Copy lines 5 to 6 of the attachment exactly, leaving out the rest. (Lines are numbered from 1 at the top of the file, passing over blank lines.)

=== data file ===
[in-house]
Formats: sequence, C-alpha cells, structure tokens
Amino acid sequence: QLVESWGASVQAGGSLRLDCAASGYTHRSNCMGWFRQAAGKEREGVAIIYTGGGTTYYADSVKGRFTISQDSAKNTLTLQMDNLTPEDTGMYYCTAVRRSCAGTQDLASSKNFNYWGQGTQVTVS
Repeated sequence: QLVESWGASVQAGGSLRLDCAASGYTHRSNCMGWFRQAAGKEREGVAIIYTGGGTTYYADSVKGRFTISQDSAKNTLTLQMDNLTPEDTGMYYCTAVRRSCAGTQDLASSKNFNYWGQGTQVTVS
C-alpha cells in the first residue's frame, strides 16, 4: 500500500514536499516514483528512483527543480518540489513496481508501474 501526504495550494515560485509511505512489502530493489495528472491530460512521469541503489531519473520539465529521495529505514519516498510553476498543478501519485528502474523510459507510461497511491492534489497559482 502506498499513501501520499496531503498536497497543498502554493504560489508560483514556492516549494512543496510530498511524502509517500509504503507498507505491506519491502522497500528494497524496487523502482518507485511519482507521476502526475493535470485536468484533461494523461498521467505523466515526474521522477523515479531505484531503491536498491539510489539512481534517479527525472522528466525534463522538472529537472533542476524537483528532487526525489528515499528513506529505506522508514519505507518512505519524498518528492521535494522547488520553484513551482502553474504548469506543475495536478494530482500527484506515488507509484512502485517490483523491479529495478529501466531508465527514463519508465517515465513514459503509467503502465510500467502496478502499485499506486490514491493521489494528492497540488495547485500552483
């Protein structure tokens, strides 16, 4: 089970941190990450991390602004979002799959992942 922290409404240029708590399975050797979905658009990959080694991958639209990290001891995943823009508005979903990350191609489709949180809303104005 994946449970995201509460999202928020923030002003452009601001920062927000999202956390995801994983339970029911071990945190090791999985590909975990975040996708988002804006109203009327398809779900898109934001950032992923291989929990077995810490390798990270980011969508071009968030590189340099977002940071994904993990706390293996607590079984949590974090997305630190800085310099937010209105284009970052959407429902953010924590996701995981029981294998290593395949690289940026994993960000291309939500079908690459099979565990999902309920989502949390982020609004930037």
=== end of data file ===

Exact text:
C-alpha cells in the first residue's frame, strides 16, 4: 500500500514536499516514483528512483527543480518540489513496481508501474 501526504495550494515560485509511505512489502530493489495528472491530460512521469541503489531519473520539465529521495529505514519516498510553476498543478501519485528502474523510459507510461497511491492534489497559482 502506498499513501501520499496531503498536497497543498502554493504560489508560483514556492516549494512543496510530498511524502509517500509504503507498507505491506519491502522497500528494497524496487523502482518507485511519482507521476502526475493535470485536468484533461494523461498521467505523466515526474521522477523515479531505484531503491536498491539510489539512481534517479527525472522528466525534463522538472529537472533542476524537483528532487526525489528515499528513506529505506522508514519505507518512505519524498518528492521535494522547488520553484513551482502553474504548469506543475495536478494530482500527484506515488507509484512502485517490483523491479529495478529501466531508465527514463519508465517515465513514459503509467503502465510500467502496478502499485499506486490514491493521489494528492497540488495547485500552483
């Protein structure tokens, strides 16, 4: 089970941190990450991390602004979002799959992942 922290409404240029708590399975050797979905658009990959080694991958639209990290001891995943823009508005979903990350191609489709949180809303104005 994946449970995201509460999202928020923030002003452009601001920062927000999202956390995801994983339970029911071990945190090791999985590909975990975040996708988002804006109203009327398809779900898109934001950032992923291989929990077995810490390798990270980011969508071009968030590189340099977002940071994904993990706390293996607590079984949590974090997305630190800085310099937010209105284009970052959407429902953010924590996701995981029981294998290593395949690289940026994993960000291309939500079908690459099979565990999902309920989502949390982020609004930037």